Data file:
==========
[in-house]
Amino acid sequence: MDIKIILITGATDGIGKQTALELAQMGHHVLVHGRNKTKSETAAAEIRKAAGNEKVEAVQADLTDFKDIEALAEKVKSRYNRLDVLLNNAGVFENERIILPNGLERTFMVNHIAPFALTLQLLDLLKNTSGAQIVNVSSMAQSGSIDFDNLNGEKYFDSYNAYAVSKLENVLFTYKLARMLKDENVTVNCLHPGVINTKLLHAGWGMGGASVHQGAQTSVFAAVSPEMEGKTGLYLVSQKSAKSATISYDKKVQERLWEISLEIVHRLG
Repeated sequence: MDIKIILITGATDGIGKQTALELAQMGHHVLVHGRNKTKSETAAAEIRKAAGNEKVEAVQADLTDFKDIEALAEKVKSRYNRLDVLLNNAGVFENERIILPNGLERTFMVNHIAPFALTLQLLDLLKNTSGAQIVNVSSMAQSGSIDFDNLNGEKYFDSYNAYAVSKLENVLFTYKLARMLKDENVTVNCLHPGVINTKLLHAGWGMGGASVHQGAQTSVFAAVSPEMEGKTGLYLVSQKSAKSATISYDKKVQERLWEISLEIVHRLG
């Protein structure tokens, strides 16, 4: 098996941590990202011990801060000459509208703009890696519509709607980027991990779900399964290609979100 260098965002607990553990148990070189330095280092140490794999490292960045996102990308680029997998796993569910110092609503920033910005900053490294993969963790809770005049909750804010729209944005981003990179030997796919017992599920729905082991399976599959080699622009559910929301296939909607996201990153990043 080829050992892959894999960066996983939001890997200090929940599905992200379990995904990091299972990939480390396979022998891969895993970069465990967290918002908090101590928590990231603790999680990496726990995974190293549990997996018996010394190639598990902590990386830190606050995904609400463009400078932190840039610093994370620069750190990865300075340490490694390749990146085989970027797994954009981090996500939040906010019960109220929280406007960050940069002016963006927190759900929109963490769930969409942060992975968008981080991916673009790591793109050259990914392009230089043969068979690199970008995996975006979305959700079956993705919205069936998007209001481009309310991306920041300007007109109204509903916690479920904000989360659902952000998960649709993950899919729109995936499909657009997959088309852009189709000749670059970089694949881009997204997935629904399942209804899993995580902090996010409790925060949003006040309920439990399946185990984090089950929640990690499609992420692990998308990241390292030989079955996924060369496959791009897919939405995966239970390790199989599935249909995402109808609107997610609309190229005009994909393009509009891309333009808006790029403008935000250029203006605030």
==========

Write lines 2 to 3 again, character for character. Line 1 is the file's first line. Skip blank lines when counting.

Amino acid sequence: MDIKIILITGATDGIGKQTALELAQMGHHVLVHGRNKTKSETAAAEIRKAAGNEKVEAVQADLTDFKDIEALAEKVKSRYNRLDVLLNNAGVFENERIILPNGLERTFMVNHIAPFALTLQLLDLLKNTSGAQIVNVSSMAQSGSIDFDNLNGEKYFDSYNAYAVSKLENVLFTYKLARMLKDENVTVNCLHPGVINTKLLHAGWGMGGASVHQGAQTSVFAAVSPEMEGKTGLYLVSQKSAKSATISYDKKVQERLWEISLEIVHRLG
Repeated sequence: MDIKIILITGATDGIGKQTALELAQMGHHVLVHGRNKTKSETAAAEIRKAAGNEKVEAVQADLTDFKDIEALAEKVKSRYNRLDVLLNNAGVFENERIILPNGLERTFMVNHIAPFALTLQLLDLLKNTSGAQIVNVSSMAQSGSIDFDNLNGEKYFDSYNAYAVSKLENVLFTYKLARMLKDENVTVNCLHPGVINTKLLHAGWGMGGASVHQGAQTSVFAAVSPEMEGKTGLYLVSQKSAKSATISYDKKVQERLWEISLEIVHRLG